However, there are some soccer sponsors I do respect, and one of the reasons I respect this one so much is in large part due to their commercials.  There are several really good Heineken commercials, but I think one of my favorites has to be the one with the guy chasing down some chick who left her business card case in the cab.  (Be warned, the version of this that appears on TV is much shorter.)  He goes to a place called The Chop and gets a shave.  He later goes to a place called Step Sisters.  He learns to swing dance.  Then he ends up at a jazz joint called the Broken Note.  Here he buys the piano man a Heinie and plays a few notes on the piano.  Then he’s quickly out of cards and hasn’t found the lady, whose name is apparently Eve.  Eve is both a great name for an attractive chick, because it is the name of the first woman, but it’s also quite possibly just the name (a great name) of an upper level restaurant which he soon finds from a giant neon sign.  He gives the red-haired hostess the case, as if to ask who he can give it back to, and she leads him to some kind of private urban gondola where they share a couple cold ones.  What’s great about this particular Heinie commercial to start with, is that each of these places just has such a perfect name.  And while other commercials for Heineken have featured men with a lot of talent wooing ladies, they’ve mostly been dudes who are offensively over-confident in whatever environment they enter.  This is one with a guy who, while obviously not shy, definitely doesn’t know what to expect from any part of this adventure, but he’s able to roll with anything.  Especially a hot redhead[iii].  The other great part is that while some of the other commercials take place on a cruise or somewhere foreign, even though the main character is most likely American, this ad made the correct choice of setting with a large (American-looking) city, probably NYC.  Thus we don’t have the subliminal message that you need to be rich to be as suave as the guys in the commercial.  You just need to drink Heinie and have some class.

When I was growing up, my dad had a Chevy S10 with a flatbed in which he would transport us around the neighborhood in the spring and summer.  It was black, had a small cab, a stick shift and he later sold it for about $2000.  But Chevys from there on were always synonymous with trucks for me- the machines of Men, which separated us from the Canadians and the French.  When I was trying to even out the themes in T-shirts I owned, I found one with a Chevy logo at Target and it became one of the only tops I own that doesn’t honor some sports team.  But I do feel like Chevy is a team in its own right.  It was the car answer to the Coke-Pepsi rivalry[iv].  I was on team Chevy.
And Chevy has done a lot of things right to close that gap, especially in the truck department.  They always had the better slogan for their trucks- Like a Rock.  It even had its own song: “I was strong as I could be…”   The Chevy logo is simple and classic as well.  It’s one shape, and while the outline of the shape is essentially 12 segments or so, they do a really good job of emphasizing that it’s pretty much just two really thick lines that cross each other.  You can see on the grill of most of their vehicles, that the long, horizontal line sits on the distinguishing middle bar, with the thicker, vertical line hangs out un-assumingly in the middle, only slightly dangling off either side.  (This simplicity of design was something Ford still hasn’t nailed down.)  And the name Chevy has itself a very American appeal, given that the full name, Chevrolet, is obviously French in origin.  You both ignore that root and honor the forebears who shortened it in this country.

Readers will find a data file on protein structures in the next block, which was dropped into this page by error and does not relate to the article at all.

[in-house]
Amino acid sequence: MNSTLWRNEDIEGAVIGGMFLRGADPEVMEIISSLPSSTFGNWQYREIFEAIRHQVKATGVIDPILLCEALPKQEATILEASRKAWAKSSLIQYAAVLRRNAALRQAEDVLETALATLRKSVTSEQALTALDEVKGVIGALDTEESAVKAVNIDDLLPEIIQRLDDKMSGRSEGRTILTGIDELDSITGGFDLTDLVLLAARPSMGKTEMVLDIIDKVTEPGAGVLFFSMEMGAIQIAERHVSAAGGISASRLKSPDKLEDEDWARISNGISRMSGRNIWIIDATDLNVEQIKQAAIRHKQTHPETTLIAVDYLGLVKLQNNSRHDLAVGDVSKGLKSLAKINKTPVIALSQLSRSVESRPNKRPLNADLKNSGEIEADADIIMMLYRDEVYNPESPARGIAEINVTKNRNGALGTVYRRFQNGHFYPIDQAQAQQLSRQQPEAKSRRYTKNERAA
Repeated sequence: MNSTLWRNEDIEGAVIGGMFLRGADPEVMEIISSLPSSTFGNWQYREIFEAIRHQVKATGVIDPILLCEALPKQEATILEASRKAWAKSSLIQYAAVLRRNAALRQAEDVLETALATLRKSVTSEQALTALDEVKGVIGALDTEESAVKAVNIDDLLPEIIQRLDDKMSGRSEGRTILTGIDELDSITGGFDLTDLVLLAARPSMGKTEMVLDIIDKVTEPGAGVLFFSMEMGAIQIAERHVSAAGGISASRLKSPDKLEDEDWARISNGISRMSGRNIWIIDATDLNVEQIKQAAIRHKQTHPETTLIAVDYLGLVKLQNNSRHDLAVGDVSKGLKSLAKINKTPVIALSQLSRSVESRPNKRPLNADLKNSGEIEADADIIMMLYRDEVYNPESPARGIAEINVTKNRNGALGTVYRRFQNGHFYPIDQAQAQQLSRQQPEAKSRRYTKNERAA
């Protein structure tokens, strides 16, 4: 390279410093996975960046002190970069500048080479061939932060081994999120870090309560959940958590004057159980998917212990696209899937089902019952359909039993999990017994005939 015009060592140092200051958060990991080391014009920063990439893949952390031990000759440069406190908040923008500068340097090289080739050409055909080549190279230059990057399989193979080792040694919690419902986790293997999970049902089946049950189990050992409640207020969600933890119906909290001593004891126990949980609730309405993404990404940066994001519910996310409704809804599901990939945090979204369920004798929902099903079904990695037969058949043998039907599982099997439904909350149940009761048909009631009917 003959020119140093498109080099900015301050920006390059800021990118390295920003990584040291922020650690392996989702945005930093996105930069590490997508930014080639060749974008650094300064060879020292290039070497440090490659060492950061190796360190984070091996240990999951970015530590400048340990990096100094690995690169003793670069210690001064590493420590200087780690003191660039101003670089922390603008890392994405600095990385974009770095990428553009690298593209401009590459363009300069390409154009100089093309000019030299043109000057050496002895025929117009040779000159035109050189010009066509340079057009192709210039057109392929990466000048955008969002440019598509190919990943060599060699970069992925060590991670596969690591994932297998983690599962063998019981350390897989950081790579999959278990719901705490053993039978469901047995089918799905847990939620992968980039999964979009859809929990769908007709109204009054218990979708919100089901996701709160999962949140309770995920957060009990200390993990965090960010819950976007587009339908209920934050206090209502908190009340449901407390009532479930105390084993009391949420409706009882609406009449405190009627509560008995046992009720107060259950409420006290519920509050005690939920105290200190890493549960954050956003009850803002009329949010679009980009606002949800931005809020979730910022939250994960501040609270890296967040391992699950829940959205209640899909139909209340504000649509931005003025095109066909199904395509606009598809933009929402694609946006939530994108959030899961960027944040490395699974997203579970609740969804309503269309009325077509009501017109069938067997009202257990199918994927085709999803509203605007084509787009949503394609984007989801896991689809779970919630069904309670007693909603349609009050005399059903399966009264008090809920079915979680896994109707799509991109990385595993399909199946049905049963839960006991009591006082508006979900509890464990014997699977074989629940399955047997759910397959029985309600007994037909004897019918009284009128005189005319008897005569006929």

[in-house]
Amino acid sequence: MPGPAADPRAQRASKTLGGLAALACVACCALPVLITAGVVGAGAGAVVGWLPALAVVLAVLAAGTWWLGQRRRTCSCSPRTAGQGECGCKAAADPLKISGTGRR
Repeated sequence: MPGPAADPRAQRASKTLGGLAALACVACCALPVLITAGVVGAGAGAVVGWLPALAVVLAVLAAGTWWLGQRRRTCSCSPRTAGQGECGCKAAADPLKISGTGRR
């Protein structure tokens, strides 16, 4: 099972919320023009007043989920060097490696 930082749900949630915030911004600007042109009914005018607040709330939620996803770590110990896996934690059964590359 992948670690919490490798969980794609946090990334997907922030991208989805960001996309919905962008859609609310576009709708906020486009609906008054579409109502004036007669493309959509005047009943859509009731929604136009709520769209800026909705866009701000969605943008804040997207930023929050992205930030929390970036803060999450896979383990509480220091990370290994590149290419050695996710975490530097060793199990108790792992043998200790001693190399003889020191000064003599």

Lately Chevy has been very much trying to emphasize its place in Americana, and is in my opinion succeeding.  Their campaign in the middle of the last decade was “An American Revolution”.  They introduced a bunch of new cars, and brought back many of the old ones.  Everyone loves and knows the Camaro and the Corvette.  But the Impala has a place in the urban landscape of this country and the Suburban was the first major vehicle for people who had a lot of stuff and/or people to carry around, but didn’t want to drive a creepy van.  And I don’t care what people say, the El Camino might be the best vehicle ever, and the granddaddy of all coupe utilities.  But while not all the new vehicles have stuck, I think those who own the Equinox love the name of the vehicle at the very least.  There may not be much of a point to the SSR, either, but let’s be honest- it’s pretty sweet that it exists.  I think they’ve done a great job of solidifying their identity- as a company that takes risks, but knows what it’s done right.
The fact is that I haven’t been a huge Ford backer historically and they haven’t done a lot in this area lately to make that change.  They do just tend to rest on their laurels a little bit.  But there are a few things they’ve had working against them in the past few years.  For one, they can’t help that a lot of Canadians wanted the Ranger, inherently reducing its appeal in America.  And they definitely got hit by the brunt of the recession.  The new image they are trying to create is doing really well for them.  They are fully embracing the eco-revolution and from everything I’ve heard the Fiesta and Focus are really fun to drive.  The main thing that has gotten my attention is their new grill, which I think is more of a representative for your company than people tend to give credit to.  We’ve known for a long time that you want generally to stick with one style across all of your vehicles, but the main conundrum was how to make yours unique compared to every other car company.  Could I look at your car or truck and say “Oh, that’s a ­­______”?  Ford has succeeded with their new-style grills which look equally appropriate on any type of vehicle[v] and are especially identifiable, more so even than Chevy lately.